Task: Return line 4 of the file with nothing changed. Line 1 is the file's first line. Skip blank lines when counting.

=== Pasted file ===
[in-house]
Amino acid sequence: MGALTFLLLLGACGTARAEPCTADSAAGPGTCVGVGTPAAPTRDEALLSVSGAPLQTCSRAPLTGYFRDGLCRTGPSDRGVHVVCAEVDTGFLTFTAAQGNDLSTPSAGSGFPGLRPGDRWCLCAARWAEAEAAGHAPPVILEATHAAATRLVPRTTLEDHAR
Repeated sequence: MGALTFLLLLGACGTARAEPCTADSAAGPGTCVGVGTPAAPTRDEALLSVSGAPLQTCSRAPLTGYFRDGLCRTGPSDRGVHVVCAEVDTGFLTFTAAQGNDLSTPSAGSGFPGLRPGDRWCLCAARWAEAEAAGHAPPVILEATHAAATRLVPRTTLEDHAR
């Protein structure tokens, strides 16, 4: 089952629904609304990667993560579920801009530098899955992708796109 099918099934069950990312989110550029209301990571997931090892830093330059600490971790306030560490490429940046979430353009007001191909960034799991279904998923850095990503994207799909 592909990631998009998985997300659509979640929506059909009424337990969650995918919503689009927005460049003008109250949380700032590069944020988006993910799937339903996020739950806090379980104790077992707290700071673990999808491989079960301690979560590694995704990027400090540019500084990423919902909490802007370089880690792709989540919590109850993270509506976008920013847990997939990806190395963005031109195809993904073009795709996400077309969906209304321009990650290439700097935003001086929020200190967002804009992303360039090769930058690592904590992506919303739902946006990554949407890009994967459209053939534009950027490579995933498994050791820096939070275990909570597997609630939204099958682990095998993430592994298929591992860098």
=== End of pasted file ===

């Protein structure tokens, strides 16, 4: 089952629904609304990667993560579920801009530098899955992708796109 099918099934069950990312989110550029209301990571997931090892830093330059600490971790306030560490490429940046979430353009007001191909960034799991279904998923850095990503994207799909 592909990631998009998985997300659509979640929506059909009424337990969650995918919503689009927005460049003008109250949380700032590069944020988006993910799937339903996020739950806090379980104790077992707290700071673990999808491989079960301690979560590694995704990027400090540019500084990423919902909490802007370089880690792709989540919590109850993270509506976008920013847990997939990806190395963005031109195809993904073009795709996400077309969906209304321009990650290439700097935003001086929020200190967002804009992303360039090769930058690592904590992506919303739902946006990554949407890009994967459209053939534009950027490579995933498994050791820096939070275990909570597997609630939204099958682990095998993430592994298929591992860098």